Salinas, California Statistic: Population, Charts, Map, Steets and More

The population of Salinas City, California, is diverse, with two major racial and ethnic groups. Historically European-American, South Salinas is now home to over 40 percent Hispanics. In 2010, South Salinas had the largest Hispanic population of the city. The city is home to several large companies. The population of Salinas City is estimated to be 157,596.

Public transportation in Salinas is provided by Monterey-Salinas Transit (MST) and Greyhound. These companies offer a variety of bus services, including frequent connections to Gilroy, San Jose, and other destinations in the United States. Salinas has a vibrant arts scene. The Valley Art Gallery has been in operation for 30 years, while Hartnell College's gallery presents world-class works during the school year. The National Steinbeck Center has two galleries that feature changing exhibits, and the @Risk Gallery features cutting-edge art. The city hosts an annual Art Walk with more than 50 venues.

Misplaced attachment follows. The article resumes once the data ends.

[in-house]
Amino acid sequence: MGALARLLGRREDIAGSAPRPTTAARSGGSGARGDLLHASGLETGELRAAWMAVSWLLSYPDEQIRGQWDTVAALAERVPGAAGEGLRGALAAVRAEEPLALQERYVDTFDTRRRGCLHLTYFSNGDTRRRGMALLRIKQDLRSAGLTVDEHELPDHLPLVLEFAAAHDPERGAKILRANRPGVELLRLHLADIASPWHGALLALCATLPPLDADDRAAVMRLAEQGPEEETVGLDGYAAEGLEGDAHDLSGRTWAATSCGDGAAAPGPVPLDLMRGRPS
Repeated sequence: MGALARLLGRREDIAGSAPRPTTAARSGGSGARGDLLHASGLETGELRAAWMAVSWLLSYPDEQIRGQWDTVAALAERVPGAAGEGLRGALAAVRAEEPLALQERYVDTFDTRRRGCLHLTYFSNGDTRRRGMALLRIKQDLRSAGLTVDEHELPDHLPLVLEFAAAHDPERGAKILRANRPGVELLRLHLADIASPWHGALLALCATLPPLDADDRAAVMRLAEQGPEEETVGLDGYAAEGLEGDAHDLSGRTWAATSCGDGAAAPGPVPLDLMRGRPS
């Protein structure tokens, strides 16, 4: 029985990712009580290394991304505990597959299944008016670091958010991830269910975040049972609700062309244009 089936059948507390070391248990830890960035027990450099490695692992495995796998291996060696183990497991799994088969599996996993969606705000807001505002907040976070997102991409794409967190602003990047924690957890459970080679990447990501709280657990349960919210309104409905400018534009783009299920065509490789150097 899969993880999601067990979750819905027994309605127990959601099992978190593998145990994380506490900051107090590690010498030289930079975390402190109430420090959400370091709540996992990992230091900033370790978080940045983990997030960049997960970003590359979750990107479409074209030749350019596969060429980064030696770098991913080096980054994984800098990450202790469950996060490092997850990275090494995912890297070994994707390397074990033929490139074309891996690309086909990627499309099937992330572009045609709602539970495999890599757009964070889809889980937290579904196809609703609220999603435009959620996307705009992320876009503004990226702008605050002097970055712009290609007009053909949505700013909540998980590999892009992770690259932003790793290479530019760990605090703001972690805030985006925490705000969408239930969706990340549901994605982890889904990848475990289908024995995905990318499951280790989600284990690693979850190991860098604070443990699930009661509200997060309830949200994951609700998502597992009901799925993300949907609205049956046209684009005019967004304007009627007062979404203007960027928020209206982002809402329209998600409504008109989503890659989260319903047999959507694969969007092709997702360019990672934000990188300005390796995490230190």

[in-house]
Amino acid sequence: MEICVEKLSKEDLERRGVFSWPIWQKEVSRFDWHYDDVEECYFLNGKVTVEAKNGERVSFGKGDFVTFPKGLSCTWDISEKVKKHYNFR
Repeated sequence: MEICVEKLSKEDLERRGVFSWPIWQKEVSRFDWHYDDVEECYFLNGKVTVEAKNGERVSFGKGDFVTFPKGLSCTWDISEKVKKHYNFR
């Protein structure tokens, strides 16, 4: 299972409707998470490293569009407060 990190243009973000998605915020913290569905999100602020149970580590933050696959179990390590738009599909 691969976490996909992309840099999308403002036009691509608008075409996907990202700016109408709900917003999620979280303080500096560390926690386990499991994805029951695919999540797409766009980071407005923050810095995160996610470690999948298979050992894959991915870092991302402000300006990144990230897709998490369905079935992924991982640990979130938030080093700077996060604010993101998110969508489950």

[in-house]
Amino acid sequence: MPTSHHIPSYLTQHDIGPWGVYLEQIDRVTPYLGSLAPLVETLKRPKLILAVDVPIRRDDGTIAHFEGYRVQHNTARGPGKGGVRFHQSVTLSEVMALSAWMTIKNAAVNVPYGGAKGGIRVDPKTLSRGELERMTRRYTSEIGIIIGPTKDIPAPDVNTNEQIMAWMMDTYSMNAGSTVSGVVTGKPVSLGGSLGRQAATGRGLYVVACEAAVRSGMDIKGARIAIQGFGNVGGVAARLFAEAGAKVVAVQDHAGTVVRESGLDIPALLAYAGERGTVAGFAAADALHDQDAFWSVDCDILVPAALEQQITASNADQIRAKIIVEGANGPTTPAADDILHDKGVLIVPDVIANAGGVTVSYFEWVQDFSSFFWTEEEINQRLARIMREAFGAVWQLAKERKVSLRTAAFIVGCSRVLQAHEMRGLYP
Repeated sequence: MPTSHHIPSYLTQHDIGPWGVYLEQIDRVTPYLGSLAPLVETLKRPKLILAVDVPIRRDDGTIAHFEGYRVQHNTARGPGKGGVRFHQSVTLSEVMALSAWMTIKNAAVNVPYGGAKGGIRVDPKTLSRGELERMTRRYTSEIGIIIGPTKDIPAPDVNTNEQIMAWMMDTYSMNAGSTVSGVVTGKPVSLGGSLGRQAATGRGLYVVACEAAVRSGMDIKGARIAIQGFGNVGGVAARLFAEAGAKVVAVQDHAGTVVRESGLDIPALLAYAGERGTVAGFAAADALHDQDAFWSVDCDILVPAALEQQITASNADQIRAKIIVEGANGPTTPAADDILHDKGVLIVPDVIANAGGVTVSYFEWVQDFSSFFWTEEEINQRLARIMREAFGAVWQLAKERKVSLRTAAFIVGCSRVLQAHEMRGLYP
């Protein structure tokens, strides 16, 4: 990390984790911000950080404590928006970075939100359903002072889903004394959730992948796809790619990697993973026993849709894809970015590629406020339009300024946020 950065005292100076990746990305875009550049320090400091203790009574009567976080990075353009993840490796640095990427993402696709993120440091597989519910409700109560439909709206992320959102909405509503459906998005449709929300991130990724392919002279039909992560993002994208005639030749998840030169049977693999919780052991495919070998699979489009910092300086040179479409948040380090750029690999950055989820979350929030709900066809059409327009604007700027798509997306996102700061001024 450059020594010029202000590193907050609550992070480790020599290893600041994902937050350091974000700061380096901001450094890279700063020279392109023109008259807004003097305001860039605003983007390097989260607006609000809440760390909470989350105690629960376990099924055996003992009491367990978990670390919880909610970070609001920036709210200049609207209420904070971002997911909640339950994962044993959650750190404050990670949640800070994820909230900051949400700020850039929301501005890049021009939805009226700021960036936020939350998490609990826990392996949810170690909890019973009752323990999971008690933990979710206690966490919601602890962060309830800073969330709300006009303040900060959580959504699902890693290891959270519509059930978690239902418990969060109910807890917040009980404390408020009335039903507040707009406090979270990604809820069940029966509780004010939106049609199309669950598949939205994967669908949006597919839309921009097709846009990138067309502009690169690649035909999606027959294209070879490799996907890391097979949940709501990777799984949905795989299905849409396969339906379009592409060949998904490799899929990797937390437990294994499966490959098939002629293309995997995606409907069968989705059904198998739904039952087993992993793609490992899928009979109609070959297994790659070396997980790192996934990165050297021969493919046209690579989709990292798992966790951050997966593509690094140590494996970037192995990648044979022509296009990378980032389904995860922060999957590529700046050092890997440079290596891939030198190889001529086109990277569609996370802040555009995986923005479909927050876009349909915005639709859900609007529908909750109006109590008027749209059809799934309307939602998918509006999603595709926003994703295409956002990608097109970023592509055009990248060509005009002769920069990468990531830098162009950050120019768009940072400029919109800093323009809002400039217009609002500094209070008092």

Aerial photography shows the city's agricultural heritage, and the history of the area is documented in aerial photography. Salinas has a high rate of youth crime, and has been called the "youth murder capital of California." However, it continues to grow modestly and is expected to rebound after the financial crisis. The city's growth rate is expected to remain low until the end of the decade, as long as it continues to provide affordable housing.

One of the best parts of Salinas is its low cost of living. The city is also home to John Steinbeck, and the National Steinbeck Center, which honors the author. In addition, Salinas has many museums and libraries dedicated to his work. For history buffs, there's a Steinbeck Festival and the John Steinbeck Library. Salinas is the birthplace of the famous author.